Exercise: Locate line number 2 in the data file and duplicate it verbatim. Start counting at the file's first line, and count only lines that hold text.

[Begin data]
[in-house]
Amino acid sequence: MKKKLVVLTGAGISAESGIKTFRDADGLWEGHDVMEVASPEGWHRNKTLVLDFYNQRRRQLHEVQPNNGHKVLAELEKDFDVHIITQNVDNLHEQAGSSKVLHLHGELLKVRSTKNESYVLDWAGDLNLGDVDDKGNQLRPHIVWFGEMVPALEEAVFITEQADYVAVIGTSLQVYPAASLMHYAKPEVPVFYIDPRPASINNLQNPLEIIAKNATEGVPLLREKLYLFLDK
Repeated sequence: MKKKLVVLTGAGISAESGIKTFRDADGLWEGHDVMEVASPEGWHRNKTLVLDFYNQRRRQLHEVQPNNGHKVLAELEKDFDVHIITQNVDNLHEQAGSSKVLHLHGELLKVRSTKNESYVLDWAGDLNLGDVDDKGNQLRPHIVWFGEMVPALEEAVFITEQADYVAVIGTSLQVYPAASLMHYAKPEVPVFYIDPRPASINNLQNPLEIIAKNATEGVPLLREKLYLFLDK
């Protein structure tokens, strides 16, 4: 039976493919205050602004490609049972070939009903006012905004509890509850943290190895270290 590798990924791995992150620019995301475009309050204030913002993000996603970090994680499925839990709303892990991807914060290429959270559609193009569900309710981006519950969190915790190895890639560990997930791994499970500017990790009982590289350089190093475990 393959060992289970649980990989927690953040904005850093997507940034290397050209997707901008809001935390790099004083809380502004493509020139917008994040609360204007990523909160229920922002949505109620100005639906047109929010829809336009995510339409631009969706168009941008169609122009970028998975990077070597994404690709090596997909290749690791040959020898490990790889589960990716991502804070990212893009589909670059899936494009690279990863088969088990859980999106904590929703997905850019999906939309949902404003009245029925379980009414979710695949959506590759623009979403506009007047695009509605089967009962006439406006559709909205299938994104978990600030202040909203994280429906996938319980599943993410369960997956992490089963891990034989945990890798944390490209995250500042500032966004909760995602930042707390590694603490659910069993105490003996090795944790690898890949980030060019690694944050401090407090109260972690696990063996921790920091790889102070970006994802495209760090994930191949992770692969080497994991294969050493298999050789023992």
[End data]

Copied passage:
Amino acid sequence: MKKKLVVLTGAGISAESGIKTFRDADGLWEGHDVMEVASPEGWHRNKTLVLDFYNQRRRQLHEVQPNNGHKVLAELEKDFDVHIITQNVDNLHEQAGSSKVLHLHGELLKVRSTKNESYVLDWAGDLNLGDVDDKGNQLRPHIVWFGEMVPALEEAVFITEQADYVAVIGTSLQVYPAASLMHYAKPEVPVFYIDPRPASINNLQNPLEIIAKNATEGVPLLREKLYLFLDK